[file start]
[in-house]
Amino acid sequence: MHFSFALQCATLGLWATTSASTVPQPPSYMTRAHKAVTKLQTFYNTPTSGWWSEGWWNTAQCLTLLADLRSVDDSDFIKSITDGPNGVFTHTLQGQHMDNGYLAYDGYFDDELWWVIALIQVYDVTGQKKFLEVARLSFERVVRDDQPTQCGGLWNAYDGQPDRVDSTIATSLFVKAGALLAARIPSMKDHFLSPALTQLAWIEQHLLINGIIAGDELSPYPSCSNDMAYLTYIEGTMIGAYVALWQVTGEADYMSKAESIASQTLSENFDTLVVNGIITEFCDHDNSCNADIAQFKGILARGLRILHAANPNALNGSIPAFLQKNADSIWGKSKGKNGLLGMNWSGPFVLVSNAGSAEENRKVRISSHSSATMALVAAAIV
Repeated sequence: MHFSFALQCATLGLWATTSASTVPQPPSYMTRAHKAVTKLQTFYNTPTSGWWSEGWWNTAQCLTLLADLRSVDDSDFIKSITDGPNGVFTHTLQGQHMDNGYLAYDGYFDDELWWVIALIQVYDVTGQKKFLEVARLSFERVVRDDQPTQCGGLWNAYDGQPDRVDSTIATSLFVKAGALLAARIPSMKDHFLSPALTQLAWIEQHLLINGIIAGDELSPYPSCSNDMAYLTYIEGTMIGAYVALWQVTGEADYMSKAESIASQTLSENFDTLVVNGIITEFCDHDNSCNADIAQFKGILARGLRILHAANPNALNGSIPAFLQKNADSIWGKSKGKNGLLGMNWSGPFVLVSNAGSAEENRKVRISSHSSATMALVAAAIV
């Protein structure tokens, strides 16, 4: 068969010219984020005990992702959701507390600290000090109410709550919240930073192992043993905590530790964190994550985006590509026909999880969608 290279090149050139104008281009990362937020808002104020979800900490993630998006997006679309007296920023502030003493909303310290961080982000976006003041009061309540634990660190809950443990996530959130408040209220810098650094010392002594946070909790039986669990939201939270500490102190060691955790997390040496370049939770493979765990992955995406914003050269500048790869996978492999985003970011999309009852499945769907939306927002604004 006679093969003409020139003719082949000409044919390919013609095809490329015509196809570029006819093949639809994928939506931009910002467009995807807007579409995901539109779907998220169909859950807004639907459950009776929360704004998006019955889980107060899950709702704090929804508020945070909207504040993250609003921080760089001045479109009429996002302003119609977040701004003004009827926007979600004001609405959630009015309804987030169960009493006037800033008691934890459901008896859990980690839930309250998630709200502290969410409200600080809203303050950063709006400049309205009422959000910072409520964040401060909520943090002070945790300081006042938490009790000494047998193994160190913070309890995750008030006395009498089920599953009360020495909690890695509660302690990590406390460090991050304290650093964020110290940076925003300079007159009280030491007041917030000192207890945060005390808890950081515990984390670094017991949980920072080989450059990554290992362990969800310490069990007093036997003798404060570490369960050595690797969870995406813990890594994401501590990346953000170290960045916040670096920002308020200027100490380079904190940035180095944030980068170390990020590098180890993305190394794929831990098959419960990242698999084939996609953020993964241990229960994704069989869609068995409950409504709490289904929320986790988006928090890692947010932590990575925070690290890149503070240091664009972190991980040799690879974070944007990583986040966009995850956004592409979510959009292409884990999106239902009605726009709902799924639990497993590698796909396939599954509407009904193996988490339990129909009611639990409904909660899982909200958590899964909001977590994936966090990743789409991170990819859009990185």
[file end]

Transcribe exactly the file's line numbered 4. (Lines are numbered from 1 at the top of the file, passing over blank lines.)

């Protein structure tokens, strides 16, 4: 068969010219984020005990992702959701507390600290000090109410709550919240930073192992043993905590530790964190994550985006590509026909999880969608 290279090149050139104008281009990362937020808002104020979800900490993630998006997006679309007296920023502030003493909303310290961080982000976006003041009061309540634990660190809950443990996530959130408040209220810098650094010392002594946070909790039986669990939201939270500490102190060691955790997390040496370049939770493979765990992955995406914003050269500048790869996978492999985003970011999309009852499945769907939306927002604004 006679093969003409020139003719082949000409044919390919013609095809490329015509196809570029006819093949639809994928939506931009910002467009995807807007579409995901539109779907998220169909859950807004639907459950009776929360704004998006019955889980107060899950709702704090929804508020945070909207504040993250609003921080760089001045479109009429996002302003119609977040701004003004009827926007979600004001609405959630009015309804987030169960009493006037800033008691934890459901008896859990980690839930309250998630709200502290969410409200600080809203303050950063709006400049309205009422959000910072409520964040401060909520943090002070945790300081006042938490009790000494047998193994160190913070309890995750008030006395009498089920599953009360020495909690890695509660302690990590406390460090991050304290650093964020110290940076925003300079007159009280030491007041917030000192207890945060005390808890950081515990984390670094017991949980920072080989450059990554290992362990969800310490069990007093036997003798404060570490369960050595690797969870995406813990890594994401501590990346953000170290960045916040670096920002308020200027100490380079904190940035180095944030980068170390990020590098180890993305190394794929831990098959419960990242698999084939996609953020993964241990229960994704069989869609068995409950409504709490289904929320986790988006928090890692947010932590990575925070690290890149503070240091664009972190991980040799690879974070944007990583986040966009995850956004592409979510959009292409884990999106239902009605726009709902799924639990497993590698796909396939599954509407009904193996988490339990129909009611639990409904909660899982909200958590899964909001977590994936966090990743789409991170990819859009990185």